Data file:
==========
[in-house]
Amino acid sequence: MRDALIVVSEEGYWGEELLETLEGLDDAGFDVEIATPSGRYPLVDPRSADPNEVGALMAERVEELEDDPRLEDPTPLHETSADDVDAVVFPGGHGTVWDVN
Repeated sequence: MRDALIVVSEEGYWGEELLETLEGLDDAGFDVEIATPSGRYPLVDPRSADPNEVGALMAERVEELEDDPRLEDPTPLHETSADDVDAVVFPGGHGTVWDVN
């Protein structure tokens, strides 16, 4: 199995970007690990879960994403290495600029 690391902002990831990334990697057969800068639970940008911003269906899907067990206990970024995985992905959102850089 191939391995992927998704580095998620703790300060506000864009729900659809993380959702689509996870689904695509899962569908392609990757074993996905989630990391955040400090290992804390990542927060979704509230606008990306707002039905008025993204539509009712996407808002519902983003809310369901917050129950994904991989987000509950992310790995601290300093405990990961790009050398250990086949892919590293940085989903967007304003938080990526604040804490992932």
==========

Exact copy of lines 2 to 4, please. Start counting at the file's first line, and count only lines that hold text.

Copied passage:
Amino acid sequence: MRDALIVVSEEGYWGEELLETLEGLDDAGFDVEIATPSGRYPLVDPRSADPNEVGALMAERVEELEDDPRLEDPTPLHETSADDVDAVVFPGGHGTVWDVN
Repeated sequence: MRDALIVVSEEGYWGEELLETLEGLDDAGFDVEIATPSGRYPLVDPRSADPNEVGALMAERVEELEDDPRLEDPTPLHETSADDVDAVVFPGGHGTVWDVN
């Protein structure tokens, strides 16, 4: 199995970007690990879960994403290495600029 690391902002990831990334990697057969800068639970940008911003269906899907067990206990970024995985992905959102850089 191939391995992927998704580095998620703790300060506000864009729900659809993380959702689509996870689904695509899962569908392609990757074993996905989630990391955040400090290992804390990542927060979704509230606008990306707002039905008025993204539509009712996407808002519902983003809310369901917050129950994904991989987000509950992310790995601290300093405990990961790009050398250990086949892919590293940085989903967007304003938080990526604040804490992932």